Renoir clearly delights in Boudu's unshakable primitivism: he suffuses a tracking shot of the man limping around the park with his uncynical grace, morphing a shot of this grotesque creature into a pure evocation of the park's warmth and idyll. In comparison, the camerawork in the apartment is more confined, mathematical. Renoir uses long shots that put window- and doorframes between the camera and the actors, constricting them further in the compartmentalized bourgeois world. In one masterful shot, Renoir places the camera outside several perfectly aligned doorways, peering into the deep background at the dinner table as the maid, Anne-Marie, gets up to go to the kitchen. Only when the camera tracks left with her movement to frame the young woman in two window sills does it become clear that Renoir was in another apartment across the way, emphasizing how cramped and conformist the bourgeois structure is.
The clear aesthetic preference for the open, inviting natural world stacks the film in Boudu's favor, but Renoir takes great pains to complicate Edouard. The first shot of the film, in fact, is a visualization of the man's unorthodox, almost pagan daydream, frolicking like wood nymphs with Anne-Marie, with whom he carries on an affair. That search for sexual rejuvenation shows how badly Lestingois wants to break out of his limiting social structure, a character revelation only deepened by his relationship with Boudu, who clearly tempts him on some level with his primal connection to the id. Yet he still follows convention and even bends Boudu into the bourgeoisie, or at least so he thinks.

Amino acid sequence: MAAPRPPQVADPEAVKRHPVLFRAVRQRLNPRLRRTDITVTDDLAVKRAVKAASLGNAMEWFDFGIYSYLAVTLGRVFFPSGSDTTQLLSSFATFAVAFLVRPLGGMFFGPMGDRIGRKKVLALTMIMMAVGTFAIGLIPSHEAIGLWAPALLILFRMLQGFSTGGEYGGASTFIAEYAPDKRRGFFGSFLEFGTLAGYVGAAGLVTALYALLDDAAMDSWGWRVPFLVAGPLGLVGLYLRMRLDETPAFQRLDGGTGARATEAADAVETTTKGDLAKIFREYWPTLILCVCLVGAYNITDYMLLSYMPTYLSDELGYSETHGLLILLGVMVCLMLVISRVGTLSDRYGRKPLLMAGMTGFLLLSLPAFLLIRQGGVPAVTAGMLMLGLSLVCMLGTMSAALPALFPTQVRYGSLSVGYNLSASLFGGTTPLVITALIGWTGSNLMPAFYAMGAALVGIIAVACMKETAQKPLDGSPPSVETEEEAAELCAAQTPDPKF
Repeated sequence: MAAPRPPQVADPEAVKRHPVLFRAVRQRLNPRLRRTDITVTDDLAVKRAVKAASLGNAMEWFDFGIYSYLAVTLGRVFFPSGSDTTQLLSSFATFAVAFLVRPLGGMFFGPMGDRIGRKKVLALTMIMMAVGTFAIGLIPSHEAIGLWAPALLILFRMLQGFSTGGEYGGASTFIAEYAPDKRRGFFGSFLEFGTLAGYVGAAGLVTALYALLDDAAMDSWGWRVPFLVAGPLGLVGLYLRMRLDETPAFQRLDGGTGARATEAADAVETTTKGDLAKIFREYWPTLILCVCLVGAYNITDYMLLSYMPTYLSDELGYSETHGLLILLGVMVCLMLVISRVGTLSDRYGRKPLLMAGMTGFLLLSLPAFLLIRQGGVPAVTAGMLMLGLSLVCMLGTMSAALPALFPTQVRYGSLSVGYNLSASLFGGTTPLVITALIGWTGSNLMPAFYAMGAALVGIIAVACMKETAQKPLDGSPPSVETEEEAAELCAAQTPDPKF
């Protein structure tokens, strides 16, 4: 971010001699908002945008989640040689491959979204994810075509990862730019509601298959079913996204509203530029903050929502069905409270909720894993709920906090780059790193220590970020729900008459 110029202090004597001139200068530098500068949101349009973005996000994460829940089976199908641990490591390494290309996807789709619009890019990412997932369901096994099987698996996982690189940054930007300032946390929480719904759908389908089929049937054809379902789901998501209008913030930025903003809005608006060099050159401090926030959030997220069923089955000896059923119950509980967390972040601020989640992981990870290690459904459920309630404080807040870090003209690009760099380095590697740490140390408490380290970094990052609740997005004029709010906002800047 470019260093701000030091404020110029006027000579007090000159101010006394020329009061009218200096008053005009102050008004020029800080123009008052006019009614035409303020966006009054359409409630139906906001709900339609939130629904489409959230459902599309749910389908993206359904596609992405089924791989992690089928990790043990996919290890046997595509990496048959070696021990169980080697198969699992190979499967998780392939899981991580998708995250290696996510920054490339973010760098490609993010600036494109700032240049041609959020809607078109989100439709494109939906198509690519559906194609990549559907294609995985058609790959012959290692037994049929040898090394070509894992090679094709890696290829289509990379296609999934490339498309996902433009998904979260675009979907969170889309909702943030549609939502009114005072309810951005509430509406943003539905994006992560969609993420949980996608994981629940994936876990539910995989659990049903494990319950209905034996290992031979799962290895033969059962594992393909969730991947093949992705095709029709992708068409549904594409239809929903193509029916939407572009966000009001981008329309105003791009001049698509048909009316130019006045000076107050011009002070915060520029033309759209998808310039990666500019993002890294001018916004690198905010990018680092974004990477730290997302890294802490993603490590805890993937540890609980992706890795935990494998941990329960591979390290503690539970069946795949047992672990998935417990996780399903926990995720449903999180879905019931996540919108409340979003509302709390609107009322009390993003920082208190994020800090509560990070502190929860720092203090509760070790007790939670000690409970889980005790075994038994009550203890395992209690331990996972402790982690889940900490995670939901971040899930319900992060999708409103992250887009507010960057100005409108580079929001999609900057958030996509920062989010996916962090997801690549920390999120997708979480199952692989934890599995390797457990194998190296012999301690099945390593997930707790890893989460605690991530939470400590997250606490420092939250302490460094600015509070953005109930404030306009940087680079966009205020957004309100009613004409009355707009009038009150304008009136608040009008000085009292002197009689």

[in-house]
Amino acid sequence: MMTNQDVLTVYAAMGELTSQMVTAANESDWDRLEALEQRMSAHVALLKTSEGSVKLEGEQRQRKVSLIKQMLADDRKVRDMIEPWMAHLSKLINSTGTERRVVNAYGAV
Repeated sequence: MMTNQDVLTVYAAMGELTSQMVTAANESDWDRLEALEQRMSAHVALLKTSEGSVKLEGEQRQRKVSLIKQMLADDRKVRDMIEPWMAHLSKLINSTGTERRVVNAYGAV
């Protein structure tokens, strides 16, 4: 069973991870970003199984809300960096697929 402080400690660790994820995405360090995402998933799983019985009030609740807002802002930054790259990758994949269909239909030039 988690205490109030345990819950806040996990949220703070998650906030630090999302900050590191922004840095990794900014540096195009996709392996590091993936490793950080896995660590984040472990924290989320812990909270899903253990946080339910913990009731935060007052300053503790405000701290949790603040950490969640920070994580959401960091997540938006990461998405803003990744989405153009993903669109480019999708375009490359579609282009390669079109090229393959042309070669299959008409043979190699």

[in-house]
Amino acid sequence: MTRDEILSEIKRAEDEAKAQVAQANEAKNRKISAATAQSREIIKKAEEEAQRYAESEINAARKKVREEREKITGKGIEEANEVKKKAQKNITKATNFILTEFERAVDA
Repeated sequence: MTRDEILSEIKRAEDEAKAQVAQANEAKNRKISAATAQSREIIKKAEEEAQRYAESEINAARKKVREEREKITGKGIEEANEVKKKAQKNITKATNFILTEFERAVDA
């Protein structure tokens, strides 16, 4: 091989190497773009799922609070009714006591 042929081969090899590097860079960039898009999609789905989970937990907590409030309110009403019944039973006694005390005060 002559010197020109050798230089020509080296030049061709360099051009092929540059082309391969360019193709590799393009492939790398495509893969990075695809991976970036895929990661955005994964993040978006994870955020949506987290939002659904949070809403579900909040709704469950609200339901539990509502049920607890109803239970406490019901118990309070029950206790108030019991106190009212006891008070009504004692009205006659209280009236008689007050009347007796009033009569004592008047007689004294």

Amazingly, this boisterously comic movie nearly sparked riots in Paris upon its release, though (according to Renoir and Simon) simply because Boudu ate with his hands. That is almost certainly an exaggeration, and even if it was the stated reason for disruption, the visceral French reaction against the film likely stems from its commentary on the prewar bourgeois values it exalted: Anne-Marie engages in an affair with Edouard because she sees it as her way of climbing the social ladder. Boudu is driven to throw himself off a bridge because the cops won't help him look for his dog, but a woman who comes along saying she can't find her 10,000-franc puppy draws damn near the whole precinct in a search. Emma, like the original audience, finds Boudu's unclean hands revolting, yet Boudu notes how much more disgusting it is to spit and sneeze into a handkerchief and then place the mucus-soaked rag back in one's pocket for decorum.
Boudu is so utterly offensive to middle-class, socialized tastes, so outside norms, that one soon discovers he is not rebelling against convention so much as entirely removed from it. A condescending woman has her child give him five francs at the start of the film, which confuses him as money has no value to the man who only needs to beg a sandwich off someone to be happy. When a wealthy man pulls up in a car, Boudu hands him the fiver sarcastically but also reveals that money is not a concept he particularly understands or cares about. And when the tramp briefly adopts bourgeois attitudes late in the film, he does so solely to mess with the middle-class, seducing Lestingois' wife and wooing Anne-Marie as well when he wins a lottery.
But in the end, Boudu has the last laugh over his saviors, capsizing a boat at his wedding, dumping the party into the river as he suddenly displays the ability to swim and flees from the middle-class life he seemed to have in the bag, a complete reversal of the traditional ending of the play. Eager to get out of his bourgeois trappings, the soaked Boudu grabs the clothes off a scarecrow, but the savior imagery of the Christ-posed scarecrow does not entirely suggest the bum is a deliverance figure for the trapped bourgeoisie. It's just as easy to feel relief for the Lestingois family at being free of the man, but as Renoir's satire closes, it's clear that Boudu has shown them the true worth of the foundation of their lives, decent as these people may be.